At last!

My horrendously stressful week is over, following our last residential weekend at Liverpool Hope Uni.  I had 2 presentations to do, both of which I managed to do reasonably well (I think!) – certainly I got good feedback from the audience (is that the right word?) at the first one.

A small tip, though: when doing a Powerpoint presentation, always make sure your notes have some indication of which slide’s going to come where; I didn’t for my second one, so it was a bit like “Oh!  That’s what’s next” or “That’s what I’ve just said” for half the slides.

Also, interesting to have a presentation on Baptist worship, being a Baptist and all.  But then as the tutor said, there were 4 Baptists in the room (including himself), which probably meant 5 different opinions and 8 different styles of worship!  That’s what being a Baptist is all about: call it openness, call it flexibility, call it just can’t make up our minds…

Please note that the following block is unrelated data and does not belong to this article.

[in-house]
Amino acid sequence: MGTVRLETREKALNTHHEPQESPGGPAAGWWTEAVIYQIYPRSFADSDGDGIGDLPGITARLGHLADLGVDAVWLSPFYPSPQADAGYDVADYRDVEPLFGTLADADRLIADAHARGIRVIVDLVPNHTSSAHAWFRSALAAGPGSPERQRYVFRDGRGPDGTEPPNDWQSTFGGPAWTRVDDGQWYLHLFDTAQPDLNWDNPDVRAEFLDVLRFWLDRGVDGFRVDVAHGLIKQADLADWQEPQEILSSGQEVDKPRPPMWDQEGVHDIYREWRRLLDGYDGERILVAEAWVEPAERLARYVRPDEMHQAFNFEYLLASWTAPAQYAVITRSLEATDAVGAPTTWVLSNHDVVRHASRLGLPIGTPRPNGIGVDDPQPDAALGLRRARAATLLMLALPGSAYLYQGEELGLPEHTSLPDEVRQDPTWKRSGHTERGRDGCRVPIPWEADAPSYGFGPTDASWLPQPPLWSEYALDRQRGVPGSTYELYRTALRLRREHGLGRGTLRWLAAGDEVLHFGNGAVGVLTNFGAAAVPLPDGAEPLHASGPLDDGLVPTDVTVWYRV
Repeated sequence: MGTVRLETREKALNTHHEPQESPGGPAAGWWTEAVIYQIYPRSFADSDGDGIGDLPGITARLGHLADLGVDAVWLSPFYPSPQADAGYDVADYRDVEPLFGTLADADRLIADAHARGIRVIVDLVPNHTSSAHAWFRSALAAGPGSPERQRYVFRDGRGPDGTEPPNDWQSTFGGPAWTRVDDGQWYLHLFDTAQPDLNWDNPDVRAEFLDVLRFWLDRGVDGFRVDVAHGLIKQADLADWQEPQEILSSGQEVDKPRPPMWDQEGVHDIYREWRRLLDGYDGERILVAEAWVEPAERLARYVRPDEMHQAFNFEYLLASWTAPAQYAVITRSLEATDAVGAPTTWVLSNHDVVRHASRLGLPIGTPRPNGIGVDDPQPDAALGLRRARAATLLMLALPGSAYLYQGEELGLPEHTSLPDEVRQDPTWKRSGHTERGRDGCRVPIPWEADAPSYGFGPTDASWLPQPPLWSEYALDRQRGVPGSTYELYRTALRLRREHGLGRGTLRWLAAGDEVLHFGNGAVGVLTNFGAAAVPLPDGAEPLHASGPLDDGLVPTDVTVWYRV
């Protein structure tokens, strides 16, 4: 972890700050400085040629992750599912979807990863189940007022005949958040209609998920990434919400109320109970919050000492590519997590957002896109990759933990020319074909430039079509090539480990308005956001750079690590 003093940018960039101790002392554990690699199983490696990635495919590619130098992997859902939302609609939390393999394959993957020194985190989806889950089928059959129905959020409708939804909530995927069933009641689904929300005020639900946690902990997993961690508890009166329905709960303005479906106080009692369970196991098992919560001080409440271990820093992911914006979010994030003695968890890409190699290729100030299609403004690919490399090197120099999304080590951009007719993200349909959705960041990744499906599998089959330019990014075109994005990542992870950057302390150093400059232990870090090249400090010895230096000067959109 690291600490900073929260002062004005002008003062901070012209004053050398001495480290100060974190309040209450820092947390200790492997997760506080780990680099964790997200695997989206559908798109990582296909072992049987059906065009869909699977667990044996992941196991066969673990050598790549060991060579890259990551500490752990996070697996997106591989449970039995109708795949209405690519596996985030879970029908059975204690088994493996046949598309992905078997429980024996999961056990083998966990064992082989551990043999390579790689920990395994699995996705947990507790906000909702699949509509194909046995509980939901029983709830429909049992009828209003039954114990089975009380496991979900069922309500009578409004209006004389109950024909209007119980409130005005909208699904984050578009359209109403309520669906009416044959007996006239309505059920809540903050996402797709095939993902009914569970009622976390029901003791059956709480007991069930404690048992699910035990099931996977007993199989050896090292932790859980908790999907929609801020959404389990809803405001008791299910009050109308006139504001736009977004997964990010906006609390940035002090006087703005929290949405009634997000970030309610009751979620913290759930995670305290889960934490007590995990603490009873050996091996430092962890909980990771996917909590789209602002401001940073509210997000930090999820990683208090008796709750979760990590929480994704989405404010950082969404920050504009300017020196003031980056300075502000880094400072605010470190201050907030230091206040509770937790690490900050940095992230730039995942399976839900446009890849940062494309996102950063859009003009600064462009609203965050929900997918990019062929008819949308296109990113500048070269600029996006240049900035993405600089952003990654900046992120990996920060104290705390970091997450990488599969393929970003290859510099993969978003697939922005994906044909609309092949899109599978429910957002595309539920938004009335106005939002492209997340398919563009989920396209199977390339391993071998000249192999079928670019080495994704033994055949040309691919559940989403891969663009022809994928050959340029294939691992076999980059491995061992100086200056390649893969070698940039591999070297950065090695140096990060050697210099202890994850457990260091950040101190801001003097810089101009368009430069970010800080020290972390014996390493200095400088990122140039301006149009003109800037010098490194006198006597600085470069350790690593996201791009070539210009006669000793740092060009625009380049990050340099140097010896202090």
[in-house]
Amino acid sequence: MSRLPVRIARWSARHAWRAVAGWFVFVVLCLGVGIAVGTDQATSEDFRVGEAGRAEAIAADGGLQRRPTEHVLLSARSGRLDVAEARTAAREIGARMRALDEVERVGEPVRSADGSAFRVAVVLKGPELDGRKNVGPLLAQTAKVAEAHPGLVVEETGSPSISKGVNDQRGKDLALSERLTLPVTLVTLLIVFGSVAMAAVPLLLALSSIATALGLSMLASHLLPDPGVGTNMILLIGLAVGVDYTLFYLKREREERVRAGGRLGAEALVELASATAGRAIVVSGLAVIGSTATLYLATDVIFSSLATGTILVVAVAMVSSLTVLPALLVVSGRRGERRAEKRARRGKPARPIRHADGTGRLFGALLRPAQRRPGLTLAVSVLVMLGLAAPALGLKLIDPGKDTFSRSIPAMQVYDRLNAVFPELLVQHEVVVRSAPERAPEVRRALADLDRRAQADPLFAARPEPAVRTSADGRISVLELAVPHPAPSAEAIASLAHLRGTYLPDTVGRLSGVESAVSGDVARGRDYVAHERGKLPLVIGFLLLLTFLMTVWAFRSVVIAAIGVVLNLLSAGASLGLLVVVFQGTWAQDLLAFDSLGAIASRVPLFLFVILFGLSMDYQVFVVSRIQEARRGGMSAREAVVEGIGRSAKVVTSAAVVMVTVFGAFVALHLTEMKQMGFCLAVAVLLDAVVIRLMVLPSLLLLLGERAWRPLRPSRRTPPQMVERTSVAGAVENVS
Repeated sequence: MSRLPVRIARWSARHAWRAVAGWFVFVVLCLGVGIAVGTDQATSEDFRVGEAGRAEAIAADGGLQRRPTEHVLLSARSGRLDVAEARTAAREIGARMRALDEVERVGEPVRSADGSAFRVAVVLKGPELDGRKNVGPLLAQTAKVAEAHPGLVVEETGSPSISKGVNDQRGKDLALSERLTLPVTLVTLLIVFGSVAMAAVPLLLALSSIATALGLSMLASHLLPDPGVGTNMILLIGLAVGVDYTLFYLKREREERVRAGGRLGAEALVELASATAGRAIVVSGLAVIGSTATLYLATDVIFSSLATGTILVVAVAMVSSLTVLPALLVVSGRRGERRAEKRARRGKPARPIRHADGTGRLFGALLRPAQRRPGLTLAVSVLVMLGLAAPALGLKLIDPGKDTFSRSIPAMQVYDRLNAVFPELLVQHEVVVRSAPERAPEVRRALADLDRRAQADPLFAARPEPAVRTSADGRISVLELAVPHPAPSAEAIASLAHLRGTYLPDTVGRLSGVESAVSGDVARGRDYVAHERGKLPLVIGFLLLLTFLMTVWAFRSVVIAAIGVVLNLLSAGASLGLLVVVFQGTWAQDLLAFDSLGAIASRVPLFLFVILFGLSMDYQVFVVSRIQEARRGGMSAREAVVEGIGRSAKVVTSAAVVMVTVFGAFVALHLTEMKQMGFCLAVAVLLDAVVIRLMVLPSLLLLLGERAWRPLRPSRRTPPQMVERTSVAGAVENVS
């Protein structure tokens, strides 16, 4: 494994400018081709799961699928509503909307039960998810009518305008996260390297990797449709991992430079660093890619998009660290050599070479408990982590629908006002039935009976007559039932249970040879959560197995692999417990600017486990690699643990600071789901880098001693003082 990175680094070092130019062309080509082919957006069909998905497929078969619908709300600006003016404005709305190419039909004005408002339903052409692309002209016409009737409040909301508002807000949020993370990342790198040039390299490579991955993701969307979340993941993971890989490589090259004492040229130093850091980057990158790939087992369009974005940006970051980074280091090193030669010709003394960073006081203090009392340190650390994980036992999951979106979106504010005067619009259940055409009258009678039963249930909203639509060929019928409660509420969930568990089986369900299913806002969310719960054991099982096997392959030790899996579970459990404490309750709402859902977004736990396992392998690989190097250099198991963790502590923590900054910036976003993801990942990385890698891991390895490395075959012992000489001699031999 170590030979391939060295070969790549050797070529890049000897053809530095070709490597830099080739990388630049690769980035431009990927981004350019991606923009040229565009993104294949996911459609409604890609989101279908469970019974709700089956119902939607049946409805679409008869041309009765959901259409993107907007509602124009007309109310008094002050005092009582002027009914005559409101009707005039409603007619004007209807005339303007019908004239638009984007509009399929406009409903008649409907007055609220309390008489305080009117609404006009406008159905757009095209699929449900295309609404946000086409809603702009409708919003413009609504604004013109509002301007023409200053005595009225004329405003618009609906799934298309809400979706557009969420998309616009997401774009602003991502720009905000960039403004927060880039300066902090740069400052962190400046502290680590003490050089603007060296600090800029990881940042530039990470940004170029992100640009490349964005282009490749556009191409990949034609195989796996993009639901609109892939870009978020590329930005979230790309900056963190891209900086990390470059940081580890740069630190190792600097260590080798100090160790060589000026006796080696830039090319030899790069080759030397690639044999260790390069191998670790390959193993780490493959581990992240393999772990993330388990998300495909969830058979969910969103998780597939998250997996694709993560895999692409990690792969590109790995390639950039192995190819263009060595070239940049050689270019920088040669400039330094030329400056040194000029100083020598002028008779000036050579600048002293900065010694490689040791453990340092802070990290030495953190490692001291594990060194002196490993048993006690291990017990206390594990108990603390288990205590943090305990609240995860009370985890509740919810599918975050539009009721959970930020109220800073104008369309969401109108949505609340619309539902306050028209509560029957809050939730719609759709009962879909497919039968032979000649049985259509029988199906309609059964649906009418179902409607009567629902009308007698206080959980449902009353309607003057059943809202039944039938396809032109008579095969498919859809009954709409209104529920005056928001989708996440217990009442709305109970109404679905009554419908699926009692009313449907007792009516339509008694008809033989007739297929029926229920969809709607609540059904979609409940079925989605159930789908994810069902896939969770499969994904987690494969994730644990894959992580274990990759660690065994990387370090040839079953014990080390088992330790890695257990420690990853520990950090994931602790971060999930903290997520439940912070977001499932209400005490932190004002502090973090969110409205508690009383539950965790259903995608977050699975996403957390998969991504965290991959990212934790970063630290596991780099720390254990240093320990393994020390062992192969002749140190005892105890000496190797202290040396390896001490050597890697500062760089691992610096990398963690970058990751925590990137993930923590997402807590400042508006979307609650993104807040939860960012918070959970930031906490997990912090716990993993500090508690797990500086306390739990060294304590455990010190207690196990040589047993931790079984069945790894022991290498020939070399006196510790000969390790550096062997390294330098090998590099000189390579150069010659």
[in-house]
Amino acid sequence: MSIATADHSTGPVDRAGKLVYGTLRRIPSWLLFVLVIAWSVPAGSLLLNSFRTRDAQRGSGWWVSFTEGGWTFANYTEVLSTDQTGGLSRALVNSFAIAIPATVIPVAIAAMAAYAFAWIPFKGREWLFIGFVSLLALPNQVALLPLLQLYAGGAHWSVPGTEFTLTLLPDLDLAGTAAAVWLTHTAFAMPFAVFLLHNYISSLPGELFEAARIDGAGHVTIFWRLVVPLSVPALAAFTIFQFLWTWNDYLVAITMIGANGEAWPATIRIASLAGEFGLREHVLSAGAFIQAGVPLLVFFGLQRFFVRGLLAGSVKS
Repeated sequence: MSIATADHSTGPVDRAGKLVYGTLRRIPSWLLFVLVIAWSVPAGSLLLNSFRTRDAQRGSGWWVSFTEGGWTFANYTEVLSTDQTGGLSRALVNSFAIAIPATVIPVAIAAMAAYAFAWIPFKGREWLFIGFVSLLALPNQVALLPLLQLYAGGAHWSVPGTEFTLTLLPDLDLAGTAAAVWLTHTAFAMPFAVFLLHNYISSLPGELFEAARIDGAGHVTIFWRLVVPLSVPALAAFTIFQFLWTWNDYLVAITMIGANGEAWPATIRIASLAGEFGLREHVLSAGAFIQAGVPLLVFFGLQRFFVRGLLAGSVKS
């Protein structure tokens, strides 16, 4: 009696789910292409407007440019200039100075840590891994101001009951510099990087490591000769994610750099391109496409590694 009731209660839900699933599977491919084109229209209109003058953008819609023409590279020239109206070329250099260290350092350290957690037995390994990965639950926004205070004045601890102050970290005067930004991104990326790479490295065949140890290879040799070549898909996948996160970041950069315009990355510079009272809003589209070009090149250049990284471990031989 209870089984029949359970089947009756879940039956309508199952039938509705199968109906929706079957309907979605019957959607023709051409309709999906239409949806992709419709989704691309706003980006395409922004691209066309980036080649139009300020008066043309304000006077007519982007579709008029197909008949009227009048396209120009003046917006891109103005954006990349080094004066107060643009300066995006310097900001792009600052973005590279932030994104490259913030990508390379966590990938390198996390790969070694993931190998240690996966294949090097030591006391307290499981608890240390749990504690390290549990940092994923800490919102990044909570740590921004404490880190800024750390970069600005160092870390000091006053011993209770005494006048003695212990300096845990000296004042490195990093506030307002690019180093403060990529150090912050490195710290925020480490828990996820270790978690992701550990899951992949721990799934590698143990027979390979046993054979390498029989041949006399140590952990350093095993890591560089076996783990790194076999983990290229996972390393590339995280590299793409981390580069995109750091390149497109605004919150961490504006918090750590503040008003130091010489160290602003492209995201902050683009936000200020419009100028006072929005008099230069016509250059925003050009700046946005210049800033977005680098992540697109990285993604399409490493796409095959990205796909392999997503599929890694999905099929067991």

Actually, doing such an ecumenical course (albeit one that’s quite heavily Anglican-dominated, which isn’t a criticism) has made me want to explore more Baptist history and tradition and the reasons why we do the things we do.  The problem is you just kind of fit in with the ways things are done and never stop to ask why, what’s behind it all etc.  Why don’t we have liturgy, at least not the same extent as other denominations?  Why can any believer lead Communion in the Baptist church?  Why are Baptist services so different from church to church?  I’m not saying any of these things are wrong, but I think it is good to get to know the history, tradition and reasoning of it all.  Especially for a denomination with such a rich, radical, eventful past as the Baptist denomination.